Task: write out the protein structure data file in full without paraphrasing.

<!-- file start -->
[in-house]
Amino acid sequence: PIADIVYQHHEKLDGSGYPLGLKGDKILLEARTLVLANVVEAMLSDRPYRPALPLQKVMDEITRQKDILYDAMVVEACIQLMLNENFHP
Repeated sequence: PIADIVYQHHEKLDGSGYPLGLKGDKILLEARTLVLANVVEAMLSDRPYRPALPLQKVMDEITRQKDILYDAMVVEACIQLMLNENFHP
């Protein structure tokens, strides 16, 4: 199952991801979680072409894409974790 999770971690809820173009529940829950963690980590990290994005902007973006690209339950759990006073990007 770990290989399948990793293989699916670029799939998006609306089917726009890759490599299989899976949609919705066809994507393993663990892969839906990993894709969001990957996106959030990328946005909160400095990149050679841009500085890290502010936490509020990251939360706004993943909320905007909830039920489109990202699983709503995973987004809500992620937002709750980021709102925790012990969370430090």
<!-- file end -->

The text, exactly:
[in-house]
Amino acid sequence: PIADIVYQHHEKLDGSGYPLGLKGDKILLEARTLVLANVVEAMLSDRPYRPALPLQKVMDEITRQKDILYDAMVVEACIQLMLNENFHP
Repeated sequence: PIADIVYQHHEKLDGSGYPLGLKGDKILLEARTLVLANVVEAMLSDRPYRPALPLQKVMDEITRQKDILYDAMVVEACIQLMLNENFHP
């Protein structure tokens, strides 16, 4: 199952991801979680072409894409974790 999770971690809820173009529940829950963690980590990290994005902007973006690209339950759990006073990007 770990290989399948990793293989699916670029799939998006609306089917726009890759490599299989899976949609919705066809994507393993663990892969839906990993894709969001990957996106959030990328946005909160400095990149050679841009500085890290502010936490509020990251939360706004993943909320905007909830039920489109990202699983709503995973987004809500992620937002709750980021709102925790012990969370430090």